A patentable product or process must be new and non-obvious. An invention is new if it has not been anticipated (it was not known to the public or described in publication), if it has not already been invented by someone else in the process of making the invention and filing a patent application, and if the patent applicant is the inventor and did not learn of it from someone else (however, patent rights are personal property like copyrights and trademarks, and can be sold or assigned, so a laboratory employee may assign to the employer his or her patent rights in any invention he or she creates while working in the lab). The invention must also not be obvious to an individual working in the field of the invention — for example, if a puncture-proof tire is invented, it may be obvious to someone in the field to invent a car that uses puncture-proof tires. The product or process must be useful — that is not to say that someone would actually want to use the invention, merely that it works; however, products of scientific research, such as a non-naturally occurring molecule, may run afoul of the usefulness requirement if the product of research does not yet have any practical application or effect.

In order to obtain a patent, an inventor must file an application with the Patent and Trademark Office. In order for the application to be valid, it must be filed within one year of the invention being published, sold, or otherwise made public, or from the filing of a patent application in another country. The process is time-consuming (it can sometimes take up to four years for a patent to be issued) and expensive (often costing tens of thousands of dollars of the inventor’s time or in legal fees). It also requires the inventor to publicly disclose the invention; for this reason, corporate inventors often choose to protect their inventions under the theory of trade secrets (which I will cover in the final part of the IP series) rather than seek a patent. But patents give their holders the exclusive right to control the production and/or use of their inventions, even if someone else were to come upon the invention independently.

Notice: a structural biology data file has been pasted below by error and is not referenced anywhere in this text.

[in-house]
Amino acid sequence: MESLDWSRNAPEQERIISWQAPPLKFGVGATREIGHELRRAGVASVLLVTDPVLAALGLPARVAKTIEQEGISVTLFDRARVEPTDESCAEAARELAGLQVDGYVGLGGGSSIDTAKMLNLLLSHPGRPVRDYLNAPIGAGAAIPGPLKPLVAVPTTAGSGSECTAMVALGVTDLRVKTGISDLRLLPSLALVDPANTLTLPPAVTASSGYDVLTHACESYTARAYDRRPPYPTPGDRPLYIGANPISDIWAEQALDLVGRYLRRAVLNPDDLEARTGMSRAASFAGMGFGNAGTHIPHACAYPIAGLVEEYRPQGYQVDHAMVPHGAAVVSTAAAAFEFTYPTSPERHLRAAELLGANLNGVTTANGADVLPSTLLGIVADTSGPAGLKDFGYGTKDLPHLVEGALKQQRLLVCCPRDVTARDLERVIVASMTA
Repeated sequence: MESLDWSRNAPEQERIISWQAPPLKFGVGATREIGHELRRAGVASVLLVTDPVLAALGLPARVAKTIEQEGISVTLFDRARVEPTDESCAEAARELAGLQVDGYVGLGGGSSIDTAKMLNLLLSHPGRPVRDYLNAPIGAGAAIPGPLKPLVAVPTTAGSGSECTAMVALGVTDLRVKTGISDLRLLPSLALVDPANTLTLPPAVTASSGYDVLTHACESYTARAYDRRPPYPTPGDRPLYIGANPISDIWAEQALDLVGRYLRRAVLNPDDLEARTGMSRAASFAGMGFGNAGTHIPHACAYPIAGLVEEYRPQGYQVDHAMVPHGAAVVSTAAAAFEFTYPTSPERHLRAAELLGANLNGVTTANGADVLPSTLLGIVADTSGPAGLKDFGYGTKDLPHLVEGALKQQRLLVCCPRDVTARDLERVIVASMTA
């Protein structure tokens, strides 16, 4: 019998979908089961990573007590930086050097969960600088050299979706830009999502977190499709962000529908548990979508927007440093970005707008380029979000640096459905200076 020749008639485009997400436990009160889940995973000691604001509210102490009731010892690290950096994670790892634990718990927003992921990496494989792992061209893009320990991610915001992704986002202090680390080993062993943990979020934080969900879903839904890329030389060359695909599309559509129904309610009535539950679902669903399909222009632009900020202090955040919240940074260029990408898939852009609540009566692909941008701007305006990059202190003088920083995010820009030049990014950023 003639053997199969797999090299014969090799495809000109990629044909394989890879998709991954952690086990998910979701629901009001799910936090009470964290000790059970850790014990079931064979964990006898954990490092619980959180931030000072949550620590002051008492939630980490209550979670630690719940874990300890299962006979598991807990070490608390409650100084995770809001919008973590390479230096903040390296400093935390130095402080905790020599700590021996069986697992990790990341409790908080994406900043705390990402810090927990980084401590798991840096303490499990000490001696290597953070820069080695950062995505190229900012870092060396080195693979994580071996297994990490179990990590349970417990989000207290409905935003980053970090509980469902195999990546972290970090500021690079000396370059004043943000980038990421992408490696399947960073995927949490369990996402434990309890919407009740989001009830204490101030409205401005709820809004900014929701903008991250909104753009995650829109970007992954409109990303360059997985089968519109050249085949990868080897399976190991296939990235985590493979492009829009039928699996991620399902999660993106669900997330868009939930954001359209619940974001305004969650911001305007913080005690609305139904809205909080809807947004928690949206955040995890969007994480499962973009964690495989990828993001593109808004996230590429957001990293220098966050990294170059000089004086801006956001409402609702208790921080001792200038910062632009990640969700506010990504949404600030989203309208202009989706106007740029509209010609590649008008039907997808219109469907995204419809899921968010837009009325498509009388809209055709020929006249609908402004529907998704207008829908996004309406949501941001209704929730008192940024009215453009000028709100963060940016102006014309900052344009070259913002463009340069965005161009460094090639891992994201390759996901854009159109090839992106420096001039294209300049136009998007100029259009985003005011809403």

The most important part of the patent application is the claim. The patent will cover what the inventor claims the invention is and does, not what the invention actually is or does. The claim determines the scope of the patent and the protection it offers; first and foremost, though, it is important to note that the PTO distinguishes between product claims and process claims — for example, if an inventor develops a new, non-naturally occurring molecule and a process for synthesizing the molecule, he or she must submit a claim for the molecule (the product) as well as a separate claim for the manufacturing process (the process).

Most of the effort put into drafting the claim goes into striking a balance between broadness and narrowness of the claim — a narrower claim is more likely to be approved by the PTO, while a broader claim is more valuable since it will cover a wider range of products or processes. Drafting a patent claim is a highly skilled art, so it is almost always recommended that an applicant secure the assistance of a patent attorney or agent in the application process.

Infringement of a patent can occur by the production or sale of an identical or equivalent product or process. A product or process is equivalent if the difference between the infringing invention and each element of the patent would be insubstantial to a person of ordinary knowledge and skill in the field of the invention. The infringing invention must have overall equivalence to the patented invention — it must generally perform the same function in generally the same manner to achieve roughly the same result. However, courts sometimes choose to apply the “reverse doctrine of equivalents” and reduce the equitable scope of the patent claim, where if the allegedly infringing invention falls within the literal language of the patent claim but performs the function in a substantially different way, it is held not to be infringing.

For entrepreneurs who may have patentable inventions, beginning the process of securing the patent should be of the highest priority; taking any other steps in starting up a business to ultimately exploit the patent or invention may start the clock on the one year time limit for filing patent applications. If you have a patentable invention, you should contact a patent attorney or agent.